Take the 2-minute tour ×
English Language & Usage Stack Exchange is a question and answer site for linguists, etymologists, and serious English language enthusiasts. It's 100% free, no registration required.

In New York, basketball phenom Jeremy Lin continues to whip fans of the Knicks into a lather.

What does whip [somebody] into a lather really mean?

share|improve this question
2  
It's from whipping a horse to make it gallop faster. Taken to extremes, the horse sweats so much it looks as if it's covered in soap lather. They can and do die from such treatment. –  FumbleFingers Feb 22 '12 at 22:20
2  
Why not make that an answer? Why just a comment? –  thursdaysgeek Feb 22 '12 at 22:31
1  
@thursdaysgeek: Perversely, in light of my position on this meta question, I think this is a reasonable question, but I couldn't easily find a good reference to back up what I know is the right answer. While someone else is finding that, I thought I might track down a movie I saw recently where the cowboys rode their horses so hard it looked like they'd been in a bubble bath! ... 50 secs later ... Gottit! - it's Ride The High Country –  FumbleFingers Feb 22 '12 at 22:54
    
Ah, I understand. And, in this case, I googled 'whip into a lather' and found a variety of meanings on the first page, including whipping a horse, but it was by no means the only and clear winner for a definition. Yours is the correct answer, as far as I know. –  thursdaysgeek Feb 23 '12 at 0:02
    
But you could just whip anything in the kitchen up into a lather, don't you? Like, eggs, maybe? That seems closer to both plausibility and credibility. –  Kris Feb 23 '12 at 6:30

2 Answers 2

up vote 11 down vote accepted

It's from whipping a horse to make it gallop faster. Taken to extremes, the horse sweats so much it looks as if it's covered in soap lather. They can and do die from such treatment. OP's context is slightly unusual - a more common form here would be whip into a frenzy (the fans aren't being flogged to the point of exhaustion - they're becoming feverishly excited, like a crazed mob).

I recently saw what at first seemed ridiculous exaggeration in the movie Bite the Bullet (1975). I thought the foam was way over the top, but my horse-riding sister told me it was credible (the movie involves a 700-mile "Endurance Race", so the horses would have been ridden pretty hard).

Thanks to @Hugo for pointing out that this somewhat unusual phenomenon occurs because horse-sweat is rich in latherin, a surfactant which encourages foaming. It can look extreme, but as this comment on the movie at amazon.com, says "Hopefully there was a lot of soap lather being used." I'll second that!

share|improve this answer
    
Search for latherin to find plenty of "veterinary-oriented" descriptions of horse sweat. For example: Ever wondered why your horse lathers up when it sweats? It's all because of a special protein in the sweat appropriately named latherin. –  Hugo Feb 23 '12 at 12:19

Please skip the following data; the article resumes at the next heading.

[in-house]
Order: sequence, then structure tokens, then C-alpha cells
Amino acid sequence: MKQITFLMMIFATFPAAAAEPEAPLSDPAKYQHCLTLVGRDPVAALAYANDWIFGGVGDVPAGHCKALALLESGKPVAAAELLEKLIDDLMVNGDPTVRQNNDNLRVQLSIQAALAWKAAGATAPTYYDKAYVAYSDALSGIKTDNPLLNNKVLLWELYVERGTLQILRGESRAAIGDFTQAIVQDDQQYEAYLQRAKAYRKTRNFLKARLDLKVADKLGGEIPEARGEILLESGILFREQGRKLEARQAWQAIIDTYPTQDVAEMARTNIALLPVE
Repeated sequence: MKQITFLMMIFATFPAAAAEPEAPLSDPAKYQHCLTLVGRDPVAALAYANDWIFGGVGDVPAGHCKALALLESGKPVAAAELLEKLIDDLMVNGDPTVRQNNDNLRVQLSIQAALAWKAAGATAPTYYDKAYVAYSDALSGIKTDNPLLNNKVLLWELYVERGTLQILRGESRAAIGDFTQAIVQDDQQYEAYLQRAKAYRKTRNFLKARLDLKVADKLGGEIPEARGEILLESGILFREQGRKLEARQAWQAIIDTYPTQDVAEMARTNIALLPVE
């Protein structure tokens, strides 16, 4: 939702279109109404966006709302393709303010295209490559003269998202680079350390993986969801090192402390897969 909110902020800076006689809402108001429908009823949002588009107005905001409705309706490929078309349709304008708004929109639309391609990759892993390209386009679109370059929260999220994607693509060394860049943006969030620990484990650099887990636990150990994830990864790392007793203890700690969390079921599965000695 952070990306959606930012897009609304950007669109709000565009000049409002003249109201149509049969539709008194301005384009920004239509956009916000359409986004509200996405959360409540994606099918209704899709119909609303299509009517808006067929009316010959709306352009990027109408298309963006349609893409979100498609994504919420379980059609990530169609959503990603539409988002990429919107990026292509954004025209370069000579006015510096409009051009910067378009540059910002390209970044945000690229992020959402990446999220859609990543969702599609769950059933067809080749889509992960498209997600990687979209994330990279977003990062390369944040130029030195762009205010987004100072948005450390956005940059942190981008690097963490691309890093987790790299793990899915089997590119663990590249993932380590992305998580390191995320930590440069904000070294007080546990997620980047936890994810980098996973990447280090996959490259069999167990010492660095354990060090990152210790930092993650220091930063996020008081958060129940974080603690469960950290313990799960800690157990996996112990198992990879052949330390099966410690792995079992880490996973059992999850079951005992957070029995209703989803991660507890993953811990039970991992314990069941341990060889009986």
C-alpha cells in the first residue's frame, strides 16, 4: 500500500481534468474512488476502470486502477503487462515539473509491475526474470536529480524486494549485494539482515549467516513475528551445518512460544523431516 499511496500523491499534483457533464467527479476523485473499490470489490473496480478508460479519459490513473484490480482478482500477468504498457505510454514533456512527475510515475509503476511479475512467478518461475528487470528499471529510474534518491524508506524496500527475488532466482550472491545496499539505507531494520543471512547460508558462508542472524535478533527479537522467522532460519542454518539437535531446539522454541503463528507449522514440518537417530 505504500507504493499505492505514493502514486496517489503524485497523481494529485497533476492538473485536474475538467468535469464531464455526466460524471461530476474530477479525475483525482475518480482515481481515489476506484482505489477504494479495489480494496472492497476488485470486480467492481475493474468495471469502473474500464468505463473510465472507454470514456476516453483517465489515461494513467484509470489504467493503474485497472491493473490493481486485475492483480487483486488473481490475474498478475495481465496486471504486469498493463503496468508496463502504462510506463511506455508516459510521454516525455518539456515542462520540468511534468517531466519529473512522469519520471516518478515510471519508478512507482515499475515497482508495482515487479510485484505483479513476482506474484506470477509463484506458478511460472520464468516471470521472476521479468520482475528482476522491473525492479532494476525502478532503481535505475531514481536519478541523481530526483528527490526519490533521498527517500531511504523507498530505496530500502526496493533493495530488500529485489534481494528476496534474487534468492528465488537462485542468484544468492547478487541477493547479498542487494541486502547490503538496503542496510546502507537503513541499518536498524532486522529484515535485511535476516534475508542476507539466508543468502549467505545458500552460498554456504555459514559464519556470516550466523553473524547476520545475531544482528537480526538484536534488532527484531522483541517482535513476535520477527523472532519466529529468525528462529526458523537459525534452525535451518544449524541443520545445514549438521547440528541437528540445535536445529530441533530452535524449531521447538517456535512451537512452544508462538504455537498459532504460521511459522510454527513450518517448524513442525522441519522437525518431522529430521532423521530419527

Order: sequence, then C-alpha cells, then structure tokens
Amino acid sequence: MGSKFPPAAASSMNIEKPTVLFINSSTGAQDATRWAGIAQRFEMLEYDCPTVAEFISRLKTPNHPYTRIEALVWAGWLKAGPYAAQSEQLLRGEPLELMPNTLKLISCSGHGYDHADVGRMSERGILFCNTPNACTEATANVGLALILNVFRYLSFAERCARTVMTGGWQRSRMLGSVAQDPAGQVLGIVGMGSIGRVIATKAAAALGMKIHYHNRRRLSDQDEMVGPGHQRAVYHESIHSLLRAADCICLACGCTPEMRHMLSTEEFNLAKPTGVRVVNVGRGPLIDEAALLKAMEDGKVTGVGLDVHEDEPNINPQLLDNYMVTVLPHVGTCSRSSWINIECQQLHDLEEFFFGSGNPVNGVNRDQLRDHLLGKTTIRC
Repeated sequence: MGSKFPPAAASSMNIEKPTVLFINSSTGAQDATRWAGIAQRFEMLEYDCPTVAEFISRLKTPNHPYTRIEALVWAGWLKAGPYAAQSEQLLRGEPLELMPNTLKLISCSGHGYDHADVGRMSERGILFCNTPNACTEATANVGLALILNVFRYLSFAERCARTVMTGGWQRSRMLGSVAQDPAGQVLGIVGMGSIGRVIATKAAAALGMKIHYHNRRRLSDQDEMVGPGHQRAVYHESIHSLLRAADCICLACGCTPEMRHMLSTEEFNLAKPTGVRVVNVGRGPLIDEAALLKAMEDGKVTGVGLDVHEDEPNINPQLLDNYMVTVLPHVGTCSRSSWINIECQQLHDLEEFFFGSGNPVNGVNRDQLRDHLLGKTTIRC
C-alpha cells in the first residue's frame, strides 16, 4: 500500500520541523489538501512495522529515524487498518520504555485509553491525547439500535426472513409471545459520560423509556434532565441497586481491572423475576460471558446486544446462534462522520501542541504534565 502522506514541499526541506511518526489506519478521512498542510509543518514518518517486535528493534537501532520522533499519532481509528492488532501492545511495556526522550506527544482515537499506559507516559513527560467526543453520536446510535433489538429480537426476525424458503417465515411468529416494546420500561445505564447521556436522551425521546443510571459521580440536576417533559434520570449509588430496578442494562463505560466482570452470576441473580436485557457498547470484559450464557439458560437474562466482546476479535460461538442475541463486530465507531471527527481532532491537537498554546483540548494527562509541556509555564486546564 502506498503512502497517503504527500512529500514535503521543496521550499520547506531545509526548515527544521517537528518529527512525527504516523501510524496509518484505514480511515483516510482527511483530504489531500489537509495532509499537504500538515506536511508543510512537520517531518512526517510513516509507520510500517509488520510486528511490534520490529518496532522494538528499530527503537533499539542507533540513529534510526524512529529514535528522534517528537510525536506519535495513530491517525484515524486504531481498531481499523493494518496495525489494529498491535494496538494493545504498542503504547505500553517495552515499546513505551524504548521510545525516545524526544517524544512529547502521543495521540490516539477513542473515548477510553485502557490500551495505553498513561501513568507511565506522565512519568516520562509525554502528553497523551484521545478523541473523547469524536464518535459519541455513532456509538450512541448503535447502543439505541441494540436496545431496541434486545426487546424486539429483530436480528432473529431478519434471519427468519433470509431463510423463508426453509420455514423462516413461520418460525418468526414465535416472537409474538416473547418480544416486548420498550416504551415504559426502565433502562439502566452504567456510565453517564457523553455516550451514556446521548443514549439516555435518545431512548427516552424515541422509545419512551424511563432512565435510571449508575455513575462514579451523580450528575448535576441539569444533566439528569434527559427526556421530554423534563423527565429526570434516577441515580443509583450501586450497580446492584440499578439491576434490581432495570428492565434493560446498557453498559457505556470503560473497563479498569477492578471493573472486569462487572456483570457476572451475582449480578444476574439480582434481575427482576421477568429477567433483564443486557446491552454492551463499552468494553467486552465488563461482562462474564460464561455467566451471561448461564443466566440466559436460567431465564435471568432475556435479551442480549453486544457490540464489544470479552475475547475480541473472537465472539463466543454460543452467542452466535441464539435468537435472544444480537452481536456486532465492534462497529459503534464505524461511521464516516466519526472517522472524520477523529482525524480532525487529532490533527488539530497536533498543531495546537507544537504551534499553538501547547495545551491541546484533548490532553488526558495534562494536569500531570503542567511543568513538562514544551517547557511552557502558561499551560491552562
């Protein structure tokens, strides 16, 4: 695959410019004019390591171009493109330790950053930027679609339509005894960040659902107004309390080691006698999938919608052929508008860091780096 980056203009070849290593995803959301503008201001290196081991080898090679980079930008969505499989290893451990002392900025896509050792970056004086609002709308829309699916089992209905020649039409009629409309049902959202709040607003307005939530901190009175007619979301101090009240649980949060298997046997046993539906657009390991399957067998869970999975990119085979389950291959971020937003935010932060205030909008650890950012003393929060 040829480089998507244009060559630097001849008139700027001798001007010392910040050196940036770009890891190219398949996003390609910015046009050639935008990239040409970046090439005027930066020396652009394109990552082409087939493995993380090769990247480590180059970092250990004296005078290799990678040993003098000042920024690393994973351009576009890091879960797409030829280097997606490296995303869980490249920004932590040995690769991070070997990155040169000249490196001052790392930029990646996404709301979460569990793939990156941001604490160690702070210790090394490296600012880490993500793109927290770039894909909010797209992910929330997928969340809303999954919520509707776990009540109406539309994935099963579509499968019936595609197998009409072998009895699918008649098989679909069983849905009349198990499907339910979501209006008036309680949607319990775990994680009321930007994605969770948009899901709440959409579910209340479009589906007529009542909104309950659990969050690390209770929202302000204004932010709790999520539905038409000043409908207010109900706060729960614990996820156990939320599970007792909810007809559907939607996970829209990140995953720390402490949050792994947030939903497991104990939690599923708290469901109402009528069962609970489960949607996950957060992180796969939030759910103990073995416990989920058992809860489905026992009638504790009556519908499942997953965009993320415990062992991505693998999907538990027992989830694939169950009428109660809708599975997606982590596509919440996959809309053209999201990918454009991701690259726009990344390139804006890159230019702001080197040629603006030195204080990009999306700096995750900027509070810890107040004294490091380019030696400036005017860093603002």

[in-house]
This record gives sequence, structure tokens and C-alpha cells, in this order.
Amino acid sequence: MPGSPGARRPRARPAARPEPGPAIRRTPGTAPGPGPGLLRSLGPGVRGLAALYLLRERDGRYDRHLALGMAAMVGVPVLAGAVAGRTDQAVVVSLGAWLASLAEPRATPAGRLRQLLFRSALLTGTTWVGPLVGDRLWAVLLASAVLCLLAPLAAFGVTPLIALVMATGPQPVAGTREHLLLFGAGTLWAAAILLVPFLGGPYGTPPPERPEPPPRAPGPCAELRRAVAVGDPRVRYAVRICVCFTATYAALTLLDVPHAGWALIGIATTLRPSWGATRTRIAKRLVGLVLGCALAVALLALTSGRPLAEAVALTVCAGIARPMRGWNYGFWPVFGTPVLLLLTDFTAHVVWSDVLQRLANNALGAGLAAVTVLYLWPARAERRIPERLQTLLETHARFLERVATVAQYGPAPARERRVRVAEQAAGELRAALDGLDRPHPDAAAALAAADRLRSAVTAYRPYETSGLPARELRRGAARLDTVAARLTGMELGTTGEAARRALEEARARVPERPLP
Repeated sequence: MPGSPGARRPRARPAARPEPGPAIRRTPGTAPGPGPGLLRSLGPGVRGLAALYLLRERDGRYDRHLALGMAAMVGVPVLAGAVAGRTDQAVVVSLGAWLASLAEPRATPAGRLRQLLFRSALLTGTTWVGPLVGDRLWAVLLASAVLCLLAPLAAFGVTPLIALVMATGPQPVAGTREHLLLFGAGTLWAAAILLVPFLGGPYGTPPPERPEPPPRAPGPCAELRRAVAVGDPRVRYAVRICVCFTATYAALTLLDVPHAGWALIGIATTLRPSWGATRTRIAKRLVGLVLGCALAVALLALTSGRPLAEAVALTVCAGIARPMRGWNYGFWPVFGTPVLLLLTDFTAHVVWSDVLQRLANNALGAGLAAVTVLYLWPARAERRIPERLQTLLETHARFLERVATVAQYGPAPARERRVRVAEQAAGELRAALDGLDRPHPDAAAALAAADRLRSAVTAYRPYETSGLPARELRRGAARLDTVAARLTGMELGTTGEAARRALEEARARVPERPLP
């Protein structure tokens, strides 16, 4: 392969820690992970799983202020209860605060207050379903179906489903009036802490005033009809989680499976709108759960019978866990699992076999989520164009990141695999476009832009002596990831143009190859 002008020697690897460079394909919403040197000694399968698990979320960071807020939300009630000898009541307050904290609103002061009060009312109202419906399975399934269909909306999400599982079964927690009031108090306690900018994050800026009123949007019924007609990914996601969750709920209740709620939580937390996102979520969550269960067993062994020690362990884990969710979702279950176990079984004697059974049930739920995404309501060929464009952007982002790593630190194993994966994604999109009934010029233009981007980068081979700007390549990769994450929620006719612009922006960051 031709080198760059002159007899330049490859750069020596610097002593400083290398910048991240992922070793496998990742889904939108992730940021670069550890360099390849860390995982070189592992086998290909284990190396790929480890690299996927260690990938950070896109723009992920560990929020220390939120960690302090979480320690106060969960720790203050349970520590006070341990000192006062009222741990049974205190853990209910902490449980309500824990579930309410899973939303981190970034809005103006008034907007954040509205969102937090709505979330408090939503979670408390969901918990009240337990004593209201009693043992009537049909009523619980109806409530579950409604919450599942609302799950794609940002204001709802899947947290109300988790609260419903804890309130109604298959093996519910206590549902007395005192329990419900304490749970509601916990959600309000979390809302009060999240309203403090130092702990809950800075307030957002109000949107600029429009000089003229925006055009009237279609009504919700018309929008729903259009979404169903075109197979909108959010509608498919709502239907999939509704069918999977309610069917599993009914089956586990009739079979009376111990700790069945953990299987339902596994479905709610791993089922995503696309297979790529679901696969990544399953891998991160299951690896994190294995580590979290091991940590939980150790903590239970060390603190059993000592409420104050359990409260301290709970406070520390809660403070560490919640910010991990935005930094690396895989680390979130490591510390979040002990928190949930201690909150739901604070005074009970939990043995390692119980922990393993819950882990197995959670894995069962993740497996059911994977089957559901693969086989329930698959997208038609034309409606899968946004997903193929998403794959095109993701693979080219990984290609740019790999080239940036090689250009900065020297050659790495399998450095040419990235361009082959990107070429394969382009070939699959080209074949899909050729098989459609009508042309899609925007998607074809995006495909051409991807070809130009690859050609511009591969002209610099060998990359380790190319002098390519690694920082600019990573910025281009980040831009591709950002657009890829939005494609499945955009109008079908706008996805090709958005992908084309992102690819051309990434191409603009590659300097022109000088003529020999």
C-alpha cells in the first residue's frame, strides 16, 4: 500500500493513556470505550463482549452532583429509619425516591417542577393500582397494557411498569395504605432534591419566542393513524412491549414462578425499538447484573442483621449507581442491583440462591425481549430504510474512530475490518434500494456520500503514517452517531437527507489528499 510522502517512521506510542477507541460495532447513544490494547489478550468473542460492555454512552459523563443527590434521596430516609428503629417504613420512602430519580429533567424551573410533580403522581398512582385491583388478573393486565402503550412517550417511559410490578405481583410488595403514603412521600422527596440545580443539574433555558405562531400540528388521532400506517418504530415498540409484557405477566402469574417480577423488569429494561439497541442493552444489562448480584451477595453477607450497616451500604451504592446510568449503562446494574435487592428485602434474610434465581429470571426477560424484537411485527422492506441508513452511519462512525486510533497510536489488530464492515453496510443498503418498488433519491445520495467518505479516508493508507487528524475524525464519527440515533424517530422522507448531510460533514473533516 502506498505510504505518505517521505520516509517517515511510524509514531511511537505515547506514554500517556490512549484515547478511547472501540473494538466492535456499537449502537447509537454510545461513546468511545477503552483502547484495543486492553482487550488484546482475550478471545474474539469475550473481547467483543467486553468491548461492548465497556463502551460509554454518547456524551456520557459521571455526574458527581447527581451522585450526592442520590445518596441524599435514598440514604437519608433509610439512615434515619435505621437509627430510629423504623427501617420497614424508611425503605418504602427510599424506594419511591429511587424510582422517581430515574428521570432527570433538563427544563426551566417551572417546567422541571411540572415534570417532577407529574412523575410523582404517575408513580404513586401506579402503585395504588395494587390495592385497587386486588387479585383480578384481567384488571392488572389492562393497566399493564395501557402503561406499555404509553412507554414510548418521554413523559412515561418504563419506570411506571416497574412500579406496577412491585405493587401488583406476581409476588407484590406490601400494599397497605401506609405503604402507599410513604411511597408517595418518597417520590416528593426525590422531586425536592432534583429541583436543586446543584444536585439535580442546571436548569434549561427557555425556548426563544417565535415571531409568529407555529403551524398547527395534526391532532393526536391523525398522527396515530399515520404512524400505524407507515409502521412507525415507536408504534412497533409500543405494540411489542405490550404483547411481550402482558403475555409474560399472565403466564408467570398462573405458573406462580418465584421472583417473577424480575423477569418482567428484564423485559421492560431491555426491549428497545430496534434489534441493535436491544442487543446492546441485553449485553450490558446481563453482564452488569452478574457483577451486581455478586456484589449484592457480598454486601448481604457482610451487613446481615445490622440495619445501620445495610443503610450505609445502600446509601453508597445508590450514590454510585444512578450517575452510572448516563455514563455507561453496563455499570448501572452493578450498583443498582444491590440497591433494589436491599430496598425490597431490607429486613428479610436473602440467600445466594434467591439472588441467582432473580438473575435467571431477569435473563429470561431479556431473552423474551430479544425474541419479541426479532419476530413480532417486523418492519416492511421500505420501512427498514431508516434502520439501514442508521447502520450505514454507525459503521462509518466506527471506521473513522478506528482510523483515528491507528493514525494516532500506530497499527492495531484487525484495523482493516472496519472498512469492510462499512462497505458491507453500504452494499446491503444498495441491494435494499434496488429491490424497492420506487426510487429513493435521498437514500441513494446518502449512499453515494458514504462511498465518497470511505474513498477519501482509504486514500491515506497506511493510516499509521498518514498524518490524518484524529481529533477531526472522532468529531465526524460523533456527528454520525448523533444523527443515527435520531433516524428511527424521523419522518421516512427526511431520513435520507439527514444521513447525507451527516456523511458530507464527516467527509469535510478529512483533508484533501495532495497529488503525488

Several dictionaries include a definition of lather that refers to horse sweat. For example, from Merriam-Webster:

1 a : a foam or froth formed when a detergent (as soap) is agitated in water
1 b : foam or froth from profuse sweating (as on a horse)
2 : an agitated or overwrought state : dither (worked himself into a lather)

Here's an example from a 1793 Sporting Magazine:

By no means be induced to countenance those degrading flops tea, coffee, or chocolate, but prove the strength of your stomach by the circumference of a buttock of beef, mollify the glans of the thorax with a jug of strong beer, and prevent any effervescent irritability by the friendly interposition of a bumper (or two) of brandy. Thus internally defended, you stand well prepared to " mount your fiery pegasus," then give the first proof of your prudence in setting out late, that you may enjoy the pleasure of riding hard fifteen or twenty miles, to bring your horse up to the company in a lather, just as the hounds are going to throw off.

I also found several veterinary descriptions of horse sweat looking like a lather. Not only that, there's even a horse-sweat protein called latherin. For example from Equine exercise physiology by David Marlin and K. J. Nankervis:

In addition to high levels of electrolytes, horse sweat contains a protein called latherin, which produces a lather on the skin. Latherin spreads sweat along the surface area over which sweat can evaporate. The latherin content of sweat seems to decrease during prolonged sweating.

share|improve this answer

Your Answer

 
discard

By posting your answer, you agree to the privacy policy and terms of service.

Not the answer you're looking for? Browse other questions tagged or ask your own question.